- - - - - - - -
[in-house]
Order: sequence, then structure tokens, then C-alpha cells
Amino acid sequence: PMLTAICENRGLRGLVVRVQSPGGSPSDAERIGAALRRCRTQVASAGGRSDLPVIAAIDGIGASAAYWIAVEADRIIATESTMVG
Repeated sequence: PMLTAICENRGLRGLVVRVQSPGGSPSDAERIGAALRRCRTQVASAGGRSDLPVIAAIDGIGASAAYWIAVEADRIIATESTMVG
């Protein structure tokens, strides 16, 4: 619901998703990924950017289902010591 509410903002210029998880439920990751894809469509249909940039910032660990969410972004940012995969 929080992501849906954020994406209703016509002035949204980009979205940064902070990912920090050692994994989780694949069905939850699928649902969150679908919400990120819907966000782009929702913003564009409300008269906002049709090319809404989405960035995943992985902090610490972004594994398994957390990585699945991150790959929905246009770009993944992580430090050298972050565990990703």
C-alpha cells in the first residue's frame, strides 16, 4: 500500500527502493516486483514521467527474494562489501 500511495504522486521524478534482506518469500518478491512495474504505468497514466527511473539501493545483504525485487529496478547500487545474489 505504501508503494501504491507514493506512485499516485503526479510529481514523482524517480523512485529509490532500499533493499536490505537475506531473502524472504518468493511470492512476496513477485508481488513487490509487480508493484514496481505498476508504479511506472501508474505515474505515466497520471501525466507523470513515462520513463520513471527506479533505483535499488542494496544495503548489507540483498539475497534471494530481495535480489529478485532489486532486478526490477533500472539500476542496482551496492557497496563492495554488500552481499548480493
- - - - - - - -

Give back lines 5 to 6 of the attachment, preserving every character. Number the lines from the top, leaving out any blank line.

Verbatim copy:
């Protein structure tokens, strides 16, 4: 619901998703990924950017289902010591 509410903002210029998880439920990751894809469509249909940039910032660990969410972004940012995969 929080992501849906954020994406209703016509002035949204980009979205940064902070990912920090050692994994989780694949069905939850699928649902969150679908919400990120819907966000782009929702913003564009409300008269906002049709090319809404989405960035995943992985902090610490972004594994398994957390990585699945991150790959929905246009770009993944992580430090050298972050565990990703």
C-alpha cells in the first residue's frame, strides 16, 4: 500500500527502493516486483514521467527474494562489501 500511495504522486521524478534482506518469500518478491512495474504505468497514466527511473539501493545483504525485487529496478547500487545474489 505504501508503494501504491507514493506512485499516485503526479510529481514523482524517480523512485529509490532500499533493499536490505537475506531473502524472504518468493511470492512476496513477485508481488513487490509487480508493484514496481505498476508504479511506472501508474505515474505515466497520471501525466507523470513515462520513463520513471527506479533505483535499488542494496544495503548489507540483498539475497534471494530481495535480489529478485532489486532486478526490477533500472539500476542496482551496492557497496563492495554488500552481499548480493